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Blues Singer (1929-1931) - Booger Rooger Saturday Nite!


Download links and information about Blues Singer (1929-1931) - Booger Rooger Saturday Nite! by Gene Autry. This album was released in 1996 and it belongs to Blues, Country genres. It contains 23 tracks with total duration of 01:02:05 minutes.

Artist: Gene Autry
Release date: 1996
Genre: Blues, Country
Tracks: 23
Duration: 01:02:05
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No. Title Length
1. Birmingham Daddy 2:42
2. The Rheumatism Blues 2:25
3. Dallas County Jail Blues 3:00
4. Jail-House Blues 2:38
5. I'm Atlanta Bound 2:39
6. In the Jailhouse Now, No. 2 2:42
7. Bear Cat Papa Blues 2:48
8. Wildcat Mama Blues 2:21
9. High Steppin' Mama Blues 2:40
10. A Yodeling Hobo 2:59
11. T.B. Blues 2:55
12. California Blues (Blue Yodel No. 4) 2:32
13. Slu-Foot Lou 2:41
14. Stay Away from My Chicken House 2:42
15. Waiting for a Train 2:38
16. Frankie and Johnny 2:41
17. Do Right Daddy Blues 2:43
18. Blue Yodel No. 5 2:36
19. My Rough and Rowdy Ways 2:44
20. Left My Gal In the Mountains 2:35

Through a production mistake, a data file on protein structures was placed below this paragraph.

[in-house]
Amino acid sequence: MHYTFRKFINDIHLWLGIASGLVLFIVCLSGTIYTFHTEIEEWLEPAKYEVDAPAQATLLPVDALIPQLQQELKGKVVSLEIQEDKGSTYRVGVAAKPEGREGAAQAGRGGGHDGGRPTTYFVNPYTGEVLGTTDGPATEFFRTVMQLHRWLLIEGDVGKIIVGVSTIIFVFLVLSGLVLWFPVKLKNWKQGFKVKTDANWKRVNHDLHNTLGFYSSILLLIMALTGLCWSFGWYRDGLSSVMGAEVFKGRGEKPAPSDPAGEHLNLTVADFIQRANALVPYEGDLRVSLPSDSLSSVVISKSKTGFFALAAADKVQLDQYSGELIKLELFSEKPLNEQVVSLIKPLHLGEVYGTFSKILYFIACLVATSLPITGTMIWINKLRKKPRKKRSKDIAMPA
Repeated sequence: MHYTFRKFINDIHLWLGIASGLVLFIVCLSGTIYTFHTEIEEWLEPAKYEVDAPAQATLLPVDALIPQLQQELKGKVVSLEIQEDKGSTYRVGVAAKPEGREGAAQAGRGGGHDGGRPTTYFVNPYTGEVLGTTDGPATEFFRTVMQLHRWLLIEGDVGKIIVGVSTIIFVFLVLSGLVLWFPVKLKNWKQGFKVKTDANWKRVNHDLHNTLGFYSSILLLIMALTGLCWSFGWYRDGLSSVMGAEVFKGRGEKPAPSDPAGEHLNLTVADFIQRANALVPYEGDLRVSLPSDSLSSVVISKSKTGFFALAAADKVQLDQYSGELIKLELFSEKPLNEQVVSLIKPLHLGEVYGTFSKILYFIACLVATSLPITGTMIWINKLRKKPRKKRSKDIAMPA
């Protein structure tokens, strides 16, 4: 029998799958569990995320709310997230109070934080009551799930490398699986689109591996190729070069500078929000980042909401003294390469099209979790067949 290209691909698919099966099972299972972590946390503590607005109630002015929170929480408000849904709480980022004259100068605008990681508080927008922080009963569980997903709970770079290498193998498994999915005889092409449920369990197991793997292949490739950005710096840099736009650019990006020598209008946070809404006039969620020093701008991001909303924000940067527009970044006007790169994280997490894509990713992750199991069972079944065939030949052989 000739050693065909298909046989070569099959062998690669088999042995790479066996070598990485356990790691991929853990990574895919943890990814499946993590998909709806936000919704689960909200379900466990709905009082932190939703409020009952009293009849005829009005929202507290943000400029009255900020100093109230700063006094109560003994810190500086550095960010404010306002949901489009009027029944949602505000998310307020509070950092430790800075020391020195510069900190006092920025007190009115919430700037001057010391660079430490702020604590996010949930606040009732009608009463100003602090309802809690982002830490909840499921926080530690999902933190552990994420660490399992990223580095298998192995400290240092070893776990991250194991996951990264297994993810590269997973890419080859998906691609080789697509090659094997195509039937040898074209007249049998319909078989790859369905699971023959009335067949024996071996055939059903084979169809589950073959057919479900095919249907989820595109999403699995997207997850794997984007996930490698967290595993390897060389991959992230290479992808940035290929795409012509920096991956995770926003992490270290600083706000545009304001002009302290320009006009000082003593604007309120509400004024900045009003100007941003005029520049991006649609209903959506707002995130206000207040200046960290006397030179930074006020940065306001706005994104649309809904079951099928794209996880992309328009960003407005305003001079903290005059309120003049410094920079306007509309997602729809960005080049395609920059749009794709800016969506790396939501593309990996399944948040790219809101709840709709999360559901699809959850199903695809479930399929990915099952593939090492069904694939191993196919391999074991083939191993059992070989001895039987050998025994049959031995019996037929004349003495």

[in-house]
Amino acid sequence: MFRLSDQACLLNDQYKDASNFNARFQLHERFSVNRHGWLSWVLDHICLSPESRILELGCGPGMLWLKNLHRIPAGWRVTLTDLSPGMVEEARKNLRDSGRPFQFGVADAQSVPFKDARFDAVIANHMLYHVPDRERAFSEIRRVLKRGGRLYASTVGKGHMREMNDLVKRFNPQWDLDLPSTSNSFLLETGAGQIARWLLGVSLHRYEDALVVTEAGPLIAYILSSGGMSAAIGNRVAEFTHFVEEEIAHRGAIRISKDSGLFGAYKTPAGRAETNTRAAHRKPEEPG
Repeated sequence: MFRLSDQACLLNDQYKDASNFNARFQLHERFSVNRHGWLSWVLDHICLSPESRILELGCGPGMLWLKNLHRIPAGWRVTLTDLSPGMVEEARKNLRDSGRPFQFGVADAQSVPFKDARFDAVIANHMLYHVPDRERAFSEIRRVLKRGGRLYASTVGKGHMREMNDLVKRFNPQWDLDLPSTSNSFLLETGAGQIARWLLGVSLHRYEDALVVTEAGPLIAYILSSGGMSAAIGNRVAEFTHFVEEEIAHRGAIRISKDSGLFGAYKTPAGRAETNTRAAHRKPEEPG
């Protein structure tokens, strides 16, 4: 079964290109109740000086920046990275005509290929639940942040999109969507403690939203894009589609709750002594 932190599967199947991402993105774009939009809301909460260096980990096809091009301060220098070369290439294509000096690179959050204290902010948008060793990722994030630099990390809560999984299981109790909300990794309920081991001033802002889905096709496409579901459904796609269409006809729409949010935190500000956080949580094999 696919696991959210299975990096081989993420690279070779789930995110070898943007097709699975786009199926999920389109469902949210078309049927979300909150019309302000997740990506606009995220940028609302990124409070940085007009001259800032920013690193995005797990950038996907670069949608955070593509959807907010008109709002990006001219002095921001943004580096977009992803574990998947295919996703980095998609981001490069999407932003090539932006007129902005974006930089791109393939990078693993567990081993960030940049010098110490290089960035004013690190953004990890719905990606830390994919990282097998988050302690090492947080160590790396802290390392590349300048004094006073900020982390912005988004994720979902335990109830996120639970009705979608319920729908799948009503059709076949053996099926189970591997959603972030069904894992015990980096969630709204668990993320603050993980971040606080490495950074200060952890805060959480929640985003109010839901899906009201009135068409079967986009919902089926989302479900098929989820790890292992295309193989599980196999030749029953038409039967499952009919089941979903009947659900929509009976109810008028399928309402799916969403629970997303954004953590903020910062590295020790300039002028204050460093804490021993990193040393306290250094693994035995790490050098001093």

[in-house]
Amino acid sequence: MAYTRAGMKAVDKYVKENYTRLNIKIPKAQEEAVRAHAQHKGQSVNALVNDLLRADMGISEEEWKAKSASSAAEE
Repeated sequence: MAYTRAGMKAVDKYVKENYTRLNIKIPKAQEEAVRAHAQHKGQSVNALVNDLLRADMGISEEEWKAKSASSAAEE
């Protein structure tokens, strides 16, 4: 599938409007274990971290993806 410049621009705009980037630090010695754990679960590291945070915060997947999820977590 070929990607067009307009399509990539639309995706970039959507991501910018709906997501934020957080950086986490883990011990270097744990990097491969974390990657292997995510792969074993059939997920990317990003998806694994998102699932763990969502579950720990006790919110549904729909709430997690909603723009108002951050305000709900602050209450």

21. I've Always Been a Rambler 2:32
22. Dust Pan Blues 2:43
23. That's Why I Left the Mountains 3:09



If your concept of a blues singer embraces the sound of country music singer Jimmie Rodgers, as well as a Muddy Waters sideman like Jimmy Rogers, then this collection will make perfect sense to you. This superlative collection of Autry's earliest recordings for various Columbia budget labels like Melotone, Banner, Velvet Tone, Diva, and Oriole casts the latter-day cowboy hero in direct competition with Rodgers, sometimes recording covers of well-known hits by the Singing Brakeman. While seven of the 23 tracks collected here are Rodgers tunes (and superlative covers they are, too), ten of them are from Autry's pen, an indication that he not only had his own ideas to impart, but had figured the game out early from a business standpoint as well. On the majority of tracks, Autry is only accompanied by his yodeling and his acoustic guitar, but the addition on certain tracks of Roy Smeck on steel guitar or banjo certainly spices things up while allowing Autry to play some nifty fills in tandem. The biggest surprise, of course, is how comfortable Autry sounds on all of this material, clearly enjoying himself while finding his own voice as the sessions progress toward his "cowboy singer" breakthrough, only a year away from the last of these recordings. Yes, Gene Autry sang the blues and was pretty good at it, too. A landmark in country music's history while clearly demonstrating the cross-genre appeal of the blues as a musical form accessible to everyone.